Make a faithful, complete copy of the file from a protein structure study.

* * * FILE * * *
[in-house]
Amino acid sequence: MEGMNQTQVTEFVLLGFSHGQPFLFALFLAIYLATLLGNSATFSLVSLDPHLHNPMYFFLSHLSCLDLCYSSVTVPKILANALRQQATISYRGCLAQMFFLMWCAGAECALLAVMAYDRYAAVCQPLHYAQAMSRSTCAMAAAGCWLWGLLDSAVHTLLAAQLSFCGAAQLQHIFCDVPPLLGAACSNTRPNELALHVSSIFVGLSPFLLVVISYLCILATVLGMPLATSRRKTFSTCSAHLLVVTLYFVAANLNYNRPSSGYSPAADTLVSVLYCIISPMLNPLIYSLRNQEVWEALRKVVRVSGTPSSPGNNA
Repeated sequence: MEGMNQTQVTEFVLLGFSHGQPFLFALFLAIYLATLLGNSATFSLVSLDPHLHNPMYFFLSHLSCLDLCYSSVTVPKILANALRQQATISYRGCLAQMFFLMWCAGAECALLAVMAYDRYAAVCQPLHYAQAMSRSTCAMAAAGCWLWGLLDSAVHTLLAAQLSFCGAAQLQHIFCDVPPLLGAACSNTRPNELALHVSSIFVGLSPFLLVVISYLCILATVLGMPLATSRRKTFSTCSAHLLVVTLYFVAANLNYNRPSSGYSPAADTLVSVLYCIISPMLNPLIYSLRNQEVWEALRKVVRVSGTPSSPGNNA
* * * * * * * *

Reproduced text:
[in-house]
Amino acid sequence: MEGMNQTQVTEFVLLGFSHGQPFLFALFLAIYLATLLGNSATFSLVSLDPHLHNPMYFFLSHLSCLDLCYSSVTVPKILANALRQQATISYRGCLAQMFFLMWCAGAECALLAVMAYDRYAAVCQPLHYAQAMSRSTCAMAAAGCWLWGLLDSAVHTLLAAQLSFCGAAQLQHIFCDVPPLLGAACSNTRPNELALHVSSIFVGLSPFLLVVISYLCILATVLGMPLATSRRKTFSTCSAHLLVVTLYFVAANLNYNRPSSGYSPAADTLVSVLYCIISPMLNPLIYSLRNQEVWEALRKVVRVSGTPSSPGNNA
Repeated sequence: MEGMNQTQVTEFVLLGFSHGQPFLFALFLAIYLATLLGNSATFSLVSLDPHLHNPMYFFLSHLSCLDLCYSSVTVPKILANALRQQATISYRGCLAQMFFLMWCAGAECALLAVMAYDRYAAVCQPLHYAQAMSRSTCAMAAAGCWLWGLLDSAVHTLLAAQLSFCGAAQLQHIFCDVPPLLGAACSNTRPNELALHVSSIFVGLSPFLLVVISYLCILATVLGMPLATSRRKTFSTCSAHLLVVTLYFVAANLNYNRPSSGYSPAADTLVSVLYCIISPMLNPLIYSLRNQEVWEALRKVVRVSGTPSSPGNNA